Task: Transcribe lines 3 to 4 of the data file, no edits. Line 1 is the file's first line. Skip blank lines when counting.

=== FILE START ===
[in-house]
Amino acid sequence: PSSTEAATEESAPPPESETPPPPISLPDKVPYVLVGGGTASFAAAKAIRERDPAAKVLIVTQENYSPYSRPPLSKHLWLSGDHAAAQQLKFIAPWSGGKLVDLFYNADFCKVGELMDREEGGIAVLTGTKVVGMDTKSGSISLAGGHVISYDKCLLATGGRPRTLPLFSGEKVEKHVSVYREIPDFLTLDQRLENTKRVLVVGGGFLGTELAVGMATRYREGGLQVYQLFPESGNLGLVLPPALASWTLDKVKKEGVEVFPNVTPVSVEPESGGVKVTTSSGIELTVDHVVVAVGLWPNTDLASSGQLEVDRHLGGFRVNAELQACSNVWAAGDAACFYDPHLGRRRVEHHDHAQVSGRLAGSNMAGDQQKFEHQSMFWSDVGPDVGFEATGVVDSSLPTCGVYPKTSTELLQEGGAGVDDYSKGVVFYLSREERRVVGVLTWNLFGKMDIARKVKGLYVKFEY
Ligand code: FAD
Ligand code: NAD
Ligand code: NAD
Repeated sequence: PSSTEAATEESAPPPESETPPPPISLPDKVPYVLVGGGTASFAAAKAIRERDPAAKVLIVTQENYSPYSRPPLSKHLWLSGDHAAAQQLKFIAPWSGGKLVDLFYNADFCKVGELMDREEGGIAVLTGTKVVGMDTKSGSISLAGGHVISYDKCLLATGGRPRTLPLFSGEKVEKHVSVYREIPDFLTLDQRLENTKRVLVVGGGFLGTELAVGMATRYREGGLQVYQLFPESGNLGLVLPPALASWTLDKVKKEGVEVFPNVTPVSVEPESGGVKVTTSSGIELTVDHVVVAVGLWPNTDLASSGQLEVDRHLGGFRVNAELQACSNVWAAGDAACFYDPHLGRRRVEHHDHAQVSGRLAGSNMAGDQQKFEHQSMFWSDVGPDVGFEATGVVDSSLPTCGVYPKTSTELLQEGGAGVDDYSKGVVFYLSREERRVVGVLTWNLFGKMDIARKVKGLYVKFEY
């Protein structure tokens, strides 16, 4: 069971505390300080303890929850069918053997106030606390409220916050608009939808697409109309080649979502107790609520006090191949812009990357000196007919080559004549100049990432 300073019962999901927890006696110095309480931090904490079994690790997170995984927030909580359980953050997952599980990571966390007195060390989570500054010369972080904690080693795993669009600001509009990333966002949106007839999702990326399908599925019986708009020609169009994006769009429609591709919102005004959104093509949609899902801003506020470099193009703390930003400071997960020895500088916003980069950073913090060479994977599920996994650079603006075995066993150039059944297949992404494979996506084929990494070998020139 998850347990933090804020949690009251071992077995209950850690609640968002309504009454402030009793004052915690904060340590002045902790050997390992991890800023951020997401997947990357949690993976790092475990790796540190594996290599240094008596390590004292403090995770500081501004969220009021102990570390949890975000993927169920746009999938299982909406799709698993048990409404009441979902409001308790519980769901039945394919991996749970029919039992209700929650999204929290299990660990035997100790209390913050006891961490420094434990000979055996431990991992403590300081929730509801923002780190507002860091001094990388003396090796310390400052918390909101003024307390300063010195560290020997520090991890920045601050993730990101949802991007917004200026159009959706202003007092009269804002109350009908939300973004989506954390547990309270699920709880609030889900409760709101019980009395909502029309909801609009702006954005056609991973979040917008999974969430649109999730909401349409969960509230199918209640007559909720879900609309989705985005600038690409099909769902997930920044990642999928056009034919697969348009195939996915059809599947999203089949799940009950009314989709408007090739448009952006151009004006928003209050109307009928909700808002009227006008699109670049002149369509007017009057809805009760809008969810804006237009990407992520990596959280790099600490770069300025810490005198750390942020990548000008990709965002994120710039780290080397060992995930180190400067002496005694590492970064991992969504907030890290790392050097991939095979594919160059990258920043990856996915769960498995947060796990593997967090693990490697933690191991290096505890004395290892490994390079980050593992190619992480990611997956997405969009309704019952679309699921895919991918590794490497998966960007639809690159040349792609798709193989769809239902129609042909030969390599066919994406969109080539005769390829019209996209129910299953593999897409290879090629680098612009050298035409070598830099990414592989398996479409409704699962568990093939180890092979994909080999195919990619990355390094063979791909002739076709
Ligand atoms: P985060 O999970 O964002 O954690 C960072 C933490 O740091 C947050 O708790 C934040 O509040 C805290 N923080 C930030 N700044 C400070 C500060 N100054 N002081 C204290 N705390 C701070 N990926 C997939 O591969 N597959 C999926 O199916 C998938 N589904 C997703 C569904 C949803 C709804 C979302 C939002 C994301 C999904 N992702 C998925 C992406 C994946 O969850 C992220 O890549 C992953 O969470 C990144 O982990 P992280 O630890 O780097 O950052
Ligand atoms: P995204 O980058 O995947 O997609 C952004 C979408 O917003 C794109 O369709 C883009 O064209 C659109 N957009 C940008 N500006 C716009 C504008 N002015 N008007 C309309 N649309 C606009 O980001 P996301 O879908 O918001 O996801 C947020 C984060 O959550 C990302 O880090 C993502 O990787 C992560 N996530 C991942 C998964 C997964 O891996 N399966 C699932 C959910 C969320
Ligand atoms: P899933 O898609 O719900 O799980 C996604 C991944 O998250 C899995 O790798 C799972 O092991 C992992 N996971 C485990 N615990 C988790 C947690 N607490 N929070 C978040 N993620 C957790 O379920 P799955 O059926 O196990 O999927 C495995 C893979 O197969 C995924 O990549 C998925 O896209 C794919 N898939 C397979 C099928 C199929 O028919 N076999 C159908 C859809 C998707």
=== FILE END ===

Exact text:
Ligand code: FAD
Ligand code: NAD